Wednesday, 3 August 2016

Thistles and Thorns

As I happened to be visiting Byfield today it seemed an opportune time to cast an eye over the nature reserve at Woodford Halse. On my last visit I had looked at the western part of the reserve; today I strolled east, or actually nearer south-east. It was fine and warm, though very blustery. Within a couple of minutes I had dislodged a rather striking caterpillar from a clump of nettles. It was the larva of Abrostola tripartita.
Caterpillar of The Spectacle moth. Woodford Halse
Nature Reserve, 3 August, 2016
The adult moth, the imago, is known as The Spectacle and is a common species. It gets its name from a raised tuft of scales on the thorax which, when viewed from the front, resembles a pair of spectacles.

Three species of thistle were present, all species of Cirsium. The most common, often attaining the status of an agricultural pest, was Creeping Thistle, Cirsium arvense. This is a nuisance in both in pastures and among crops and indeed arvense is derived from the Latin arvum: a field.
Creeping Thistle. Woodford Halse Nature Reserve.
3 August, 2016

It produces abundant seed but readily reproduces from fragments of the creeping rootstock, distributed by cultivation. It was surely this species John Clare had in mind when he wrote:

                           Each morning now the weeders meet
                           To cut the thistle from the wheat.
                                                                     Clare's Shepherd's Calendar, 1827
The second species, also extremely common, was the Spear Thistle, Cirsium vulgare (C. lanceolatum in some older books). This is also a nuisance but is a biennial and is thus more easily eradicated.

Spear Thistle at Woodford Halse Nature Reserve.
3 August, 2016

In its first year the plant forms a very thorny rosette, able to penetrate thin-soled footwear.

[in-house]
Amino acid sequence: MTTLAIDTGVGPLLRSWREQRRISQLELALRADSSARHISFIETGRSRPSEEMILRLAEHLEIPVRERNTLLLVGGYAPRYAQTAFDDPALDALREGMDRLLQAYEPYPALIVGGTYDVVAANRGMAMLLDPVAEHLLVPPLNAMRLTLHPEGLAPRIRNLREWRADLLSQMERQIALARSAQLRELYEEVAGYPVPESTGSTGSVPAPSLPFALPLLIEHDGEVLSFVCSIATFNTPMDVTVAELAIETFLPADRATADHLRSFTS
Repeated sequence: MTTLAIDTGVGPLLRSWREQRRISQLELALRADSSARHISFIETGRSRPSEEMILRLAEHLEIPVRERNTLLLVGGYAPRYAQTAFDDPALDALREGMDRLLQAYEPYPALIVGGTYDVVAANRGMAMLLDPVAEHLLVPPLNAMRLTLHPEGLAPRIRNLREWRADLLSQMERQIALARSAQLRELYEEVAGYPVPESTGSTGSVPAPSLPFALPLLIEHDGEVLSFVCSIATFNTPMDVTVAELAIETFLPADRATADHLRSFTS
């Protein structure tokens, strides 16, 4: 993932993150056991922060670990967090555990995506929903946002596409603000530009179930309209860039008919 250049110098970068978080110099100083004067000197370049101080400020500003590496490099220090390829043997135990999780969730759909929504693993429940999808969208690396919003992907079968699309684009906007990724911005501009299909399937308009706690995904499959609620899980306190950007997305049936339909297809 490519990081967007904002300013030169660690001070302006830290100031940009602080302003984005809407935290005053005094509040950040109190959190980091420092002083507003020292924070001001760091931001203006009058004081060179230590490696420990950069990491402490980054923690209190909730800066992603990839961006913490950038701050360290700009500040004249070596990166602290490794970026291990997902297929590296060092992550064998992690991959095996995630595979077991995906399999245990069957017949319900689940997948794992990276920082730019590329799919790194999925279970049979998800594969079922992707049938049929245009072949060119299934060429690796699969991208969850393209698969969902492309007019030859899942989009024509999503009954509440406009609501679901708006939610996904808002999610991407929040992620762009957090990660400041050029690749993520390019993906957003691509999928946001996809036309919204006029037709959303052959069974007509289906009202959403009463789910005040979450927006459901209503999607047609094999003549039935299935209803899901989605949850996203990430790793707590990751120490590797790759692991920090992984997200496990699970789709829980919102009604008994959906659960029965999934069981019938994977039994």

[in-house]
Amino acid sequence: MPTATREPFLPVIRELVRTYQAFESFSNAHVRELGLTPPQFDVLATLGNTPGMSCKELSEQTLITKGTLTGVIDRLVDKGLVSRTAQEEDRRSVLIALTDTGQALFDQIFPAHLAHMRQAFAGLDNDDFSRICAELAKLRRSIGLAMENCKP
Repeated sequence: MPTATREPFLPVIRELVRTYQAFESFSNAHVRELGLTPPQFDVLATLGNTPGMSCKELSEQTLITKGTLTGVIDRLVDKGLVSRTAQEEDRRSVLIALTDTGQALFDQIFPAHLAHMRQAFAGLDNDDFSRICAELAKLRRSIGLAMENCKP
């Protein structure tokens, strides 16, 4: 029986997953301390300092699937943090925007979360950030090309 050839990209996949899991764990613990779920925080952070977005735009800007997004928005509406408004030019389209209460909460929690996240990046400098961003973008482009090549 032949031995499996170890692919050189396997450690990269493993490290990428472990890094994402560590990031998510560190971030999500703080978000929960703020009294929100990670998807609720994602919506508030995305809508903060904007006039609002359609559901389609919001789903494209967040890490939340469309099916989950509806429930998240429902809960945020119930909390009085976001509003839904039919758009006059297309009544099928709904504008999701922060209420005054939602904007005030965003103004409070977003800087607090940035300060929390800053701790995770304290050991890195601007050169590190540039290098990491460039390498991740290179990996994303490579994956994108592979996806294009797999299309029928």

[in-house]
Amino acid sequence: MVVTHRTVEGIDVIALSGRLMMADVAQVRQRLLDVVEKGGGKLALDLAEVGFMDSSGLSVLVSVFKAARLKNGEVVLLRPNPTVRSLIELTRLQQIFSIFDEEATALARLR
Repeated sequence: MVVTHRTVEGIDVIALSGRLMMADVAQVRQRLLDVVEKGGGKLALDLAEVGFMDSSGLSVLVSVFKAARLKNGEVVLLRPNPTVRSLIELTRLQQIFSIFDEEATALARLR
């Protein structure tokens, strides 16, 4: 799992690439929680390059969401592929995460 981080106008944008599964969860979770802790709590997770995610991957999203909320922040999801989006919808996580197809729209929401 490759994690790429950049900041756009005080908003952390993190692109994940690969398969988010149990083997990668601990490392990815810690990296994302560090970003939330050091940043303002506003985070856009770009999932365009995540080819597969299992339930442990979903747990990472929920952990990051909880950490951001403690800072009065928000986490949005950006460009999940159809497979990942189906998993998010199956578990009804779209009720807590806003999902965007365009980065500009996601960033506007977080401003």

The third species was more of a pleasant encounter. On the steep sides of an embankment were several spires of Woolly Thistle, CIrsium eriophorum. This is a handsome biennial and would surely make a fine border plant.

Woolly Thistle. Woodford Halse, Woodford Halse Nature
Reserve, Northants. 3 August, 2016

The bracts are thickly cobwebbed with white 'wool' and G. Claridge Druce refers to a specimen in Whittlebury Forest over six feet high. 

                              Where the Thistle meets the light
                               With its down head cotton white.
                                                                    John Clare, Cowper Green, 1821

The species seems to prefer a limy soil and is probably less frequent than in Clare's time, perhaps easily weeded out by farmers.

Robin's Pin Cushion aka Bedeguar Gall at Woodford Halse
Nature Reserve. 3 August, 2016
Now for the thorns. I was pleased to find, on a Dog Rose, Rosa arvensis, a fine Robin's Pin Cushion. This is a gall, induced by the wasp Diplolepis rosae. As I have written in an earlier blog, this gall has been the subject of much investigation in recent years and a surprising number of other insects have been shown to be associated with it.

A few moments later - disaster. I mentioned in the opening paragraph that it was  blustery day. A sudden gust and my sweep net was firmly caught on a wild rose and there was a nasty tearing sound! It was time to go home anyway so I'll be doing some repair work tonight. Heigh-ho.

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